How to Organize Your Time — part 2

You don’t need to buy an expensive paper-based or software system for getting organized. The late Charles E. Hummel, the granddaddy of the multi-billion dollar self-organization industry, offered this simple method for getting organized each day—decide what’s important. “We shunt aside important tasks because we’ve become slaves to the tyranny of the urgent,” Hummel wrote in his classic essay, “Tyranny of the Urgent.”

So deciding what’s important will release you from this tyranny. You’ll made the decision about what’s important by resisting urgent demands of others in order do what’s really important to you in accordance with your goals and ambitions.

There’s a difference between important and urgent. Webster defines urgent as “a situation requiring immediate attention.” You’ll drive yourself nuts when you believe everything needs your attention today. “It is not hard work,” says Hummel, “but doubt and misgiving that produce anxiety as you review a month or a year and become oppressed by the pile of unfinished tasks.”

Hard work is good for you. Accomplishing many tasks, one task at a time, is energizing. Hummel sees the cause of stress in this fact: “We live in constant tension between the urgent and the important.” However, there are tasks you don’t need to do today or this week. Visiting a sick friend, seeing an academy award winning movie, or reading the best seller you picked up at Costco can wait.

So it’s the choices you make, not lack of time. Choose what you can put off until tomorrow. Then deal with what’s left—the important tasks you can easily handle today. As discussed in the previous post on Your Career Service, Deciding what’s important is Hummel’s first principle of how to organize your time. Hummel would have you write a goal for each important activity and establish the time it takes to accomplish it.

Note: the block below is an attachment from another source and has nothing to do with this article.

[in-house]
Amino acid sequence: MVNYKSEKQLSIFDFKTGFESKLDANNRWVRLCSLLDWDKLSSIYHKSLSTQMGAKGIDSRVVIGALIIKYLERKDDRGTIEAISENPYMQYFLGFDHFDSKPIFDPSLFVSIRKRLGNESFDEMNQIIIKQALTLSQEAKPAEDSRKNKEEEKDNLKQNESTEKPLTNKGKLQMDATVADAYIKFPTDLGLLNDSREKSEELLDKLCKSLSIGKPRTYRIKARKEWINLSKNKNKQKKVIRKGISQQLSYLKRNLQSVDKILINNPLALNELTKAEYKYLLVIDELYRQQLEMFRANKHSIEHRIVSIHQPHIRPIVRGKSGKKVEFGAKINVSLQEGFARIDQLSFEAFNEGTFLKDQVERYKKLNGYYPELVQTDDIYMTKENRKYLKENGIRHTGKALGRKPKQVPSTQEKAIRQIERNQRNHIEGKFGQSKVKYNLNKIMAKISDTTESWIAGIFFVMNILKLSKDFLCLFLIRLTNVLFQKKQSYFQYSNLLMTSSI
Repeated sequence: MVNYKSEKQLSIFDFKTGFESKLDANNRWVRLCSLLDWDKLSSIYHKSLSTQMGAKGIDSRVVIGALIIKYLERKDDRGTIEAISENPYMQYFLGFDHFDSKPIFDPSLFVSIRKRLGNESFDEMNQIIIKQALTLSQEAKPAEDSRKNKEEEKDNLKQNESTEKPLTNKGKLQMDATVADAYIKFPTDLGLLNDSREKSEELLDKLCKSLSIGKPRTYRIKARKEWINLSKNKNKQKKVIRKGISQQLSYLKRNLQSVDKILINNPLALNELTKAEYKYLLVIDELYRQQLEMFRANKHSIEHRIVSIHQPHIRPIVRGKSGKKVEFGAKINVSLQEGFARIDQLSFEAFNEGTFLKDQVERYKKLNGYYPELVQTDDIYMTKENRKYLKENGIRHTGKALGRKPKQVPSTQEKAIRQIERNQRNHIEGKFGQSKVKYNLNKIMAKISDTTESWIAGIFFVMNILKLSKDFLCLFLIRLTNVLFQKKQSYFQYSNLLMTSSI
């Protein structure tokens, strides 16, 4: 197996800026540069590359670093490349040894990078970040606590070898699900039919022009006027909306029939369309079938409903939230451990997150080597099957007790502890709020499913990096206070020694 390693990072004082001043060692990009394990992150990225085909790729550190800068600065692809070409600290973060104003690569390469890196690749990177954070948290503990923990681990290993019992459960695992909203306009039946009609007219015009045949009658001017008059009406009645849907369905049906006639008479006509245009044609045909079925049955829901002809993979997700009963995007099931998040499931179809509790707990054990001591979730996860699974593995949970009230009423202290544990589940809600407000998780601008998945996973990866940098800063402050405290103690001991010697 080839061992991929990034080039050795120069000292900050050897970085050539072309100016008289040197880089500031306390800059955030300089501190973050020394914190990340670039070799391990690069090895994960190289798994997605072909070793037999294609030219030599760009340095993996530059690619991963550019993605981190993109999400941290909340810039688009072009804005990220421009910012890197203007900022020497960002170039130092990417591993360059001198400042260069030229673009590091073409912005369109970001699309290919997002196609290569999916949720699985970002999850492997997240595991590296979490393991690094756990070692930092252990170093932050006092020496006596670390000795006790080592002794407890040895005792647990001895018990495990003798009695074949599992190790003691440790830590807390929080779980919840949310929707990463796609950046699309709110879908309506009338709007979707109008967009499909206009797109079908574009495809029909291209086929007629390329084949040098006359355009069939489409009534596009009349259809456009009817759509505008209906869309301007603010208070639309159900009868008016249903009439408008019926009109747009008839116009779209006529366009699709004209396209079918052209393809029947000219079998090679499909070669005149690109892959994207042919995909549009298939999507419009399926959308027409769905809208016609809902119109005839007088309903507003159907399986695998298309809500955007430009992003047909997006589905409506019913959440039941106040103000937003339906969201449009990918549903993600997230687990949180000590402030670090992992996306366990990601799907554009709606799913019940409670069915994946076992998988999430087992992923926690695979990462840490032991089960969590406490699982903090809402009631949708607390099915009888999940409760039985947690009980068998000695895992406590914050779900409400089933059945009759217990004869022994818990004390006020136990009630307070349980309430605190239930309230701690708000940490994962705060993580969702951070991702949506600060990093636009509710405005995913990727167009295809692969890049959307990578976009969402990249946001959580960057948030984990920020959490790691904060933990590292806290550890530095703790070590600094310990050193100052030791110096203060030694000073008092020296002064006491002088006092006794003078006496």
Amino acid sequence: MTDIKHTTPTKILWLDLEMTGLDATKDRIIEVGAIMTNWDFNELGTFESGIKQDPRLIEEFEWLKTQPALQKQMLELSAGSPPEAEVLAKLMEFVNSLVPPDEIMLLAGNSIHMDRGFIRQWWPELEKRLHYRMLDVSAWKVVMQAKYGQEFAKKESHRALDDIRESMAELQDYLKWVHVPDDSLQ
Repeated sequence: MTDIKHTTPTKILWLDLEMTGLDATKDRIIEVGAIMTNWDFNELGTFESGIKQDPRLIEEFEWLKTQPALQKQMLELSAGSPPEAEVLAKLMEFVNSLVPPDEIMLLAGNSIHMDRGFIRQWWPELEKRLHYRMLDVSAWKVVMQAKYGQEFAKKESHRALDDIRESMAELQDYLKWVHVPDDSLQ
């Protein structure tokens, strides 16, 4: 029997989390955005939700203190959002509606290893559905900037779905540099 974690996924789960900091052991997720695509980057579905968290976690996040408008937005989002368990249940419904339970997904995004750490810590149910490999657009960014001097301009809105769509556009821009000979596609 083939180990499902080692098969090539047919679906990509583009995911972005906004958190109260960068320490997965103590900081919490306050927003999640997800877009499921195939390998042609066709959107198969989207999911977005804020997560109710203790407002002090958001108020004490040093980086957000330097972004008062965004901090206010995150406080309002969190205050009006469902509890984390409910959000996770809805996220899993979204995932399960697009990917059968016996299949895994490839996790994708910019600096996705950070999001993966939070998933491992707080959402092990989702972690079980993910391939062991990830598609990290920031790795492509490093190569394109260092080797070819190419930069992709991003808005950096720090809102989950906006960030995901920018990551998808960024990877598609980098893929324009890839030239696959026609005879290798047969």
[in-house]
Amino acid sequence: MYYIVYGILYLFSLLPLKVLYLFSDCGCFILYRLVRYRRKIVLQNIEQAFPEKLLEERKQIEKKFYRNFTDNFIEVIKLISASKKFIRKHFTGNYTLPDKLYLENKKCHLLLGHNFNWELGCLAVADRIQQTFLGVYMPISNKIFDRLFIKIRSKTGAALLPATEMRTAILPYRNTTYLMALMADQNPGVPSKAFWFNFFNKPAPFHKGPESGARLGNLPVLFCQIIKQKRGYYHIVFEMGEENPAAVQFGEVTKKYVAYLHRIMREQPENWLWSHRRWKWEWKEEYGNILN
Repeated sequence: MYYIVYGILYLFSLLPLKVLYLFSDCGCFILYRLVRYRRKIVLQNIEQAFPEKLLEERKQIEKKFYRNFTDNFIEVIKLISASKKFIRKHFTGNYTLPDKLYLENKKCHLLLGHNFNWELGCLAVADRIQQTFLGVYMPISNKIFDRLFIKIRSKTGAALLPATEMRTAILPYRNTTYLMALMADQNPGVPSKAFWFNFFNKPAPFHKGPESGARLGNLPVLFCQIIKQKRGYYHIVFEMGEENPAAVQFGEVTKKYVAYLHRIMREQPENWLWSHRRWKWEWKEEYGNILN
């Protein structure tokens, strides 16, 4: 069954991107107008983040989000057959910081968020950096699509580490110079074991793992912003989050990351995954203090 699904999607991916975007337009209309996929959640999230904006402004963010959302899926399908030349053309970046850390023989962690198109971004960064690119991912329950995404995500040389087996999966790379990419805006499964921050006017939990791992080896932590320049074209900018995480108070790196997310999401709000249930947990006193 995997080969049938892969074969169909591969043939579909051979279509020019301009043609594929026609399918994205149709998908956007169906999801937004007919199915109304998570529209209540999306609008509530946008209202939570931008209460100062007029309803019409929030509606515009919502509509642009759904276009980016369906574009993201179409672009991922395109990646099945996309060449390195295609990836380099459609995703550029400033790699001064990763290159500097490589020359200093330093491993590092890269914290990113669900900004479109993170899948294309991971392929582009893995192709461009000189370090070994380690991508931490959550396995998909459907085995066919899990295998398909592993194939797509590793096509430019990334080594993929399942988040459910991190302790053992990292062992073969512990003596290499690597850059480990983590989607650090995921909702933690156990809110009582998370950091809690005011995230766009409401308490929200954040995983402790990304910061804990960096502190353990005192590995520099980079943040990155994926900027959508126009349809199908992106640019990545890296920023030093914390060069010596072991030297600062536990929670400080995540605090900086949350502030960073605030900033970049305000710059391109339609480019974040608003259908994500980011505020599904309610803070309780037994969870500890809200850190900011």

You get control of time by giving the important tasks proper priority for your day, week, or month. Remember to allow time for personal needs such as hobbies and exercise or meditation.

When it comes to how to get things done in your job search or career, here’s a coaching tip for implementing Hummel’s first principle. It’s called the 2W Mantra:What am I going to do today and when am I going to do it?” You can repeat this mantra as you sit down to plan each workday.

You might also be interested in reading over 40 tips for how to organize your job search. They’re in the third chapter of my book, “Your One-Minute Job Finding Coach.” As the title implies, each tip can be read in a minute. The one-minute coaching vignettes contained in the book are about how to find a job and manage your career while coping with the hassles of it all. Enjoy.

Copyright ©2015 by Ransom (Randy) Place

About the Author

ransomplace
RANDY PLACE IS A JOB-FINDING and executive coach, writer on career topics, broadcaster, and host of yourcareerservice.com. For twenty-three years, he helped thousands of employees who had been let go from JPMorgan Chase find jobs. And he coached executives at CBS Television, Pitney Bowes, and major outplacement firms in New York on job-finding techniques, communications skills, and selling strategies. An accomplished seminar leader and speaker, Randy has designed and presented workshops on interviewing, telephoning techniques, job-search writing, and sales training nationwide. Randy's groundbreaking nationally syndicated radio series, Your Career Service, has been heard on over two hundred radio stations across the United States. And his articles on career topics have appeared in the Wall Street Journal's National Business Employment Weekly. A former broadcast journalist in New York, he has also been a commercial spokesperson for an array of national and regional advertisers. In addition, Randy was a sales executive at NBC Radio and the New York City sales manager for syndication at Wolper Productions. He holds a Bachelor's in Sociology and Broadcasting from Syracuse University, and a Master's in Journalism from New York University.